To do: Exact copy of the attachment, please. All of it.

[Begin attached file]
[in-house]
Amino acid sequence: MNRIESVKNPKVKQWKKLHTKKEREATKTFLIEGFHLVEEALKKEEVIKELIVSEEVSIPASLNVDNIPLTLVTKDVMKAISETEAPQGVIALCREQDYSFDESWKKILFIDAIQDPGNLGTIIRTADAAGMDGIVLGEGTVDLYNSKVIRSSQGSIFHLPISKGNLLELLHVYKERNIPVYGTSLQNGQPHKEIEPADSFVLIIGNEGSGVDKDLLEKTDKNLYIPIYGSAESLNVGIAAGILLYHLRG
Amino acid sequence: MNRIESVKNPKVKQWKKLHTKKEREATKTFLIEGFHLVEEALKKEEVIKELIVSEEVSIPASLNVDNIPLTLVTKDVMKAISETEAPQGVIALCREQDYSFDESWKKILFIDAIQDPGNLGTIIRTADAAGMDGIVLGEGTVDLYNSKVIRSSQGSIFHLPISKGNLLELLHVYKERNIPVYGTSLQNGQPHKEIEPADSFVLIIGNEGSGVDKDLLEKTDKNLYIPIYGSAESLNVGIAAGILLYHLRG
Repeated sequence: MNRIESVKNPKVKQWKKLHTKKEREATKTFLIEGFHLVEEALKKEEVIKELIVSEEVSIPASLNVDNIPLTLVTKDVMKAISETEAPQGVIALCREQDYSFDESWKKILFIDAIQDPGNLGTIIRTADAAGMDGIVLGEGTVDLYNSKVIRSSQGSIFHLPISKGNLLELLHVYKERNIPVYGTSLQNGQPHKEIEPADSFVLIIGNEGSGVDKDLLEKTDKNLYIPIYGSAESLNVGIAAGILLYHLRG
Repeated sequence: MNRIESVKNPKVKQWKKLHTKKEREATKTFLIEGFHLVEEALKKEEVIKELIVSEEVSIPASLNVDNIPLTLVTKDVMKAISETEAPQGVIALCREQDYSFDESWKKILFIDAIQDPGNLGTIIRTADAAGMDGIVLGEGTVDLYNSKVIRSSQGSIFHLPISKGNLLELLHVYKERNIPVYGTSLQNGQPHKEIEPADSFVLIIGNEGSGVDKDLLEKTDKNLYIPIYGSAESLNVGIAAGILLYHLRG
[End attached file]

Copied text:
[in-house]
Amino acid sequence: MNRIESVKNPKVKQWKKLHTKKEREATKTFLIEGFHLVEEALKKEEVIKELIVSEEVSIPASLNVDNIPLTLVTKDVMKAISETEAPQGVIALCREQDYSFDESWKKILFIDAIQDPGNLGTIIRTADAAGMDGIVLGEGTVDLYNSKVIRSSQGSIFHLPISKGNLLELLHVYKERNIPVYGTSLQNGQPHKEIEPADSFVLIIGNEGSGVDKDLLEKTDKNLYIPIYGSAESLNVGIAAGILLYHLRG
Amino acid sequence: MNRIESVKNPKVKQWKKLHTKKEREATKTFLIEGFHLVEEALKKEEVIKELIVSEEVSIPASLNVDNIPLTLVTKDVMKAISETEAPQGVIALCREQDYSFDESWKKILFIDAIQDPGNLGTIIRTADAAGMDGIVLGEGTVDLYNSKVIRSSQGSIFHLPISKGNLLELLHVYKERNIPVYGTSLQNGQPHKEIEPADSFVLIIGNEGSGVDKDLLEKTDKNLYIPIYGSAESLNVGIAAGILLYHLRG
Repeated sequence: MNRIESVKNPKVKQWKKLHTKKEREATKTFLIEGFHLVEEALKKEEVIKELIVSEEVSIPASLNVDNIPLTLVTKDVMKAISETEAPQGVIALCREQDYSFDESWKKILFIDAIQDPGNLGTIIRTADAAGMDGIVLGEGTVDLYNSKVIRSSQGSIFHLPISKGNLLELLHVYKERNIPVYGTSLQNGQPHKEIEPADSFVLIIGNEGSGVDKDLLEKTDKNLYIPIYGSAESLNVGIAAGILLYHLRG
Repeated sequence: MNRIESVKNPKVKQWKKLHTKKEREATKTFLIEGFHLVEEALKKEEVIKELIVSEEVSIPASLNVDNIPLTLVTKDVMKAISETEAPQGVIALCREQDYSFDESWKKILFIDAIQDPGNLGTIIRTADAAGMDGIVLGEGTVDLYNSKVIRSSQGSIFHLPISKGNLLELLHVYKERNIPVYGTSLQNGQPHKEIEPADSFVLIIGNEGSGVDKDLLEKTDKNLYIPIYGSAESLNVGIAAGILLYHLRG